Then he gathered me into his arms. And as we held each other tight, I whispered, so as not to wake the baby sleeping in my arms, ‘Let’s tell everyone on Christmas Eve, once your parents have arrived in Boston. When we’re all there. The whole family, together...’
you so much for reading
The French for Christmas
. I hope that Evie’s journey has entertained, moved and inspired you. If you, or someone close to you, has been affected by stillbirth or miscarriage, there is a further message for you at the end of this book.
a time for giving and, in buying this book, you have helped make a difference. I have pledged to donate 10% of any royalties I receive from sales of
The French for Christmas
to the charity
Médecins Sans Frontières
Doctors Without Borders
) in support of their work all over the world, providing care and medical aid where it’s needed most. Please visit my website
for more details and updates. And you can find out more about Médecins Sans Frontières at
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HE FRENCH FOR
-after get lost in translation?
ina has lost
her perfect job, her boyfriend and her favourite aunt all within the space of a few months. So when she inherits her aunt’s ramshackle French house, Gina decides to pack her bags for the Bordeaux countryside – swapping English weather for blue skies, sunshine, great wine and a fresh start.
hat she hasn’t factored
in is a hole in the roof, the
embarrassing language faux pas, and discovering family secrets that she was never supposed to know.
a long way from home, Gina will have to rely on new found friends, her own hard work – and Cédric – her charming, mysterious and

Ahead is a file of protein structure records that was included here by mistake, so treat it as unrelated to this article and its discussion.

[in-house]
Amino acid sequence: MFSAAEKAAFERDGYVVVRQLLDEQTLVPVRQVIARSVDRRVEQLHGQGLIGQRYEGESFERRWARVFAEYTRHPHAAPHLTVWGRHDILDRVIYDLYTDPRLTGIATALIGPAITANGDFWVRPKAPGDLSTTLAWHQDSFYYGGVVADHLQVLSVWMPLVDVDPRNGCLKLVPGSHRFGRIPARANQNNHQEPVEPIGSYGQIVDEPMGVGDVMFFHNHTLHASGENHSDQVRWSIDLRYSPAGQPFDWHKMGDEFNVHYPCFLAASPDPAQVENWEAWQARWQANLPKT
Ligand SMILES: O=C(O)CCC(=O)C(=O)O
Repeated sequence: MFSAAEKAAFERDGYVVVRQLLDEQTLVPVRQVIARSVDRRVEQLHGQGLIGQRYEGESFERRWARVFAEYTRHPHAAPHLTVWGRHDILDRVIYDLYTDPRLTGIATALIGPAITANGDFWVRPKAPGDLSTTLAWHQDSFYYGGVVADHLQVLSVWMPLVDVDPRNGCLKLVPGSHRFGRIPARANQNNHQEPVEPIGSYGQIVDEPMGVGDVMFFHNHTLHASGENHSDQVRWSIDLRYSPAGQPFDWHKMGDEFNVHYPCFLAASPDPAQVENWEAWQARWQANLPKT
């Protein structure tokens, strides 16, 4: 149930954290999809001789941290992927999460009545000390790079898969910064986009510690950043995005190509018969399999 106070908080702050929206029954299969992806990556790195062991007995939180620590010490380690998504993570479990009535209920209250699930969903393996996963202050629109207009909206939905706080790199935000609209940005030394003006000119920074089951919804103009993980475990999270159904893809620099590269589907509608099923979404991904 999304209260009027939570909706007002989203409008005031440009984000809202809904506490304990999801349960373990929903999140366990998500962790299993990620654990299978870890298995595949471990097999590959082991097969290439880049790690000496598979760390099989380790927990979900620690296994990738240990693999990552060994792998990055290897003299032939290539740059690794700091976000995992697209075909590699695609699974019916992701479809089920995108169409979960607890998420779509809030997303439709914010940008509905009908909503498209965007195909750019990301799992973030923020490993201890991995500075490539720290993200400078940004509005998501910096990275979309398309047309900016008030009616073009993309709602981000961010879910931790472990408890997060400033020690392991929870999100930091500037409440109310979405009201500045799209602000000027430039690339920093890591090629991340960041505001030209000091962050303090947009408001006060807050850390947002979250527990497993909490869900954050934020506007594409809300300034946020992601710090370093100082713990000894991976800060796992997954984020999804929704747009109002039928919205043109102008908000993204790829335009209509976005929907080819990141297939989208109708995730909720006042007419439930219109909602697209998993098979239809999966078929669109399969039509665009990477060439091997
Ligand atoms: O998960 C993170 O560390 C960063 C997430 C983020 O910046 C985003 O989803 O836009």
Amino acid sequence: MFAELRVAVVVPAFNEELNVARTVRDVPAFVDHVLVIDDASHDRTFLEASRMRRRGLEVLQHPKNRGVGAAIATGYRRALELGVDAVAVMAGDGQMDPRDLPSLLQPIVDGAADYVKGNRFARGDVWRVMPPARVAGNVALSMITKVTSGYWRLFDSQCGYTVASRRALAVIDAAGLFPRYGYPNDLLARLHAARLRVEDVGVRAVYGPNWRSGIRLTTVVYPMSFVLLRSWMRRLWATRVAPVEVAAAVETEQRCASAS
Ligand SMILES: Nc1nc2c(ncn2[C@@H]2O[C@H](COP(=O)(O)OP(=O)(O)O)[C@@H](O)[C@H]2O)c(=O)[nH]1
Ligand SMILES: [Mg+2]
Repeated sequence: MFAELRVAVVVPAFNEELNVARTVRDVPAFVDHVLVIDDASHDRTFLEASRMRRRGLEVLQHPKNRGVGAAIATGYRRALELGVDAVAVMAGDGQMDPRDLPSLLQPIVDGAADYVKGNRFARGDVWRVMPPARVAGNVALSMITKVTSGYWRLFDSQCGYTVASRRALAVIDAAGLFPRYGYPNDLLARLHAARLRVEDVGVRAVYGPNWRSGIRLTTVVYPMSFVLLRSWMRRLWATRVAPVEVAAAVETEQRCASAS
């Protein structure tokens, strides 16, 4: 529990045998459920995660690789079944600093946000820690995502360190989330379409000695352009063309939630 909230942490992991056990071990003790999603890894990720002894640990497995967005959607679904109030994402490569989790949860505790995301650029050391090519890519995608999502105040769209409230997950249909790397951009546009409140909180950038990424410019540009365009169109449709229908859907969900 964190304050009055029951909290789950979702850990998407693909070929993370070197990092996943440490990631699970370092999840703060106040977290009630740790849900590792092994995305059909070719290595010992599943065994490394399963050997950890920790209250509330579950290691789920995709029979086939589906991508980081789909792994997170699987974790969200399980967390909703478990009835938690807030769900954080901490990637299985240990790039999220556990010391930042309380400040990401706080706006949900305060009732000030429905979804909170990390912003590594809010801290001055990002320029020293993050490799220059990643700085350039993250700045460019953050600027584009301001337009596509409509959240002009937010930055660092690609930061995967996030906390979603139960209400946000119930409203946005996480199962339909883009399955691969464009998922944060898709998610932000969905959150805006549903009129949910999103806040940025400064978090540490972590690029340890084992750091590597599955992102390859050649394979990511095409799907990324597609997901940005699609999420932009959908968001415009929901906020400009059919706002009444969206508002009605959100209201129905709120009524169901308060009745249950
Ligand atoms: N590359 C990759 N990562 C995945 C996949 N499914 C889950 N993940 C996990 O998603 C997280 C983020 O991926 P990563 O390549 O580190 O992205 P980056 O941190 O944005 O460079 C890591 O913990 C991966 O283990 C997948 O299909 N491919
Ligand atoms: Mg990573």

handsome new stonemason.
ut whilst desire
needs no translation, love is a different matter. Can Gina overcome the language barrier to make her French dream come true?
HE FRENCH FOR
. The perfect venue. One little hitch…
the grey skies of home behind to transform a crumbling French Château into a boutique wedding venue is a huge leap of faith for Sara. She and fiancé Gavin sink their life savings into the beautiful Château Bellevue – set under blue skies and surrounded by vineyards in the heart of Bordeaux.
fter months of hard work
, the dream starts to become a reality – until Gavin walks out halfway through their first season. Overnight, Sara is left very much alone with the prospect of losing everything.
ith her own heart breaking
, Sara has five weddings before the end of the season to turn the business around and rescue her dreams. With the help of the locals and a little French
, can she save Château Bellevue before the summer is over?
hilst the vast
majority of pregnancies in developed countries end in the safe and joyful arrival of a healthy baby, stillbirth is the sad outcome in a small proportion of cases. If this has happened to you, or to someone close to you, then I’m so sorry: you have my deepest sympathy and I send you a hug of condolence. I hope you have the loving support of friends and family to help you and that you can find the time and space you need to grieve. And I hope too that, like Evie, when the time is right you will find the strength and the courage to live your life with joy, on behalf of the child you’ve lost.
More support, advice and information, as well as lists of other organisations that can offer support, are available here: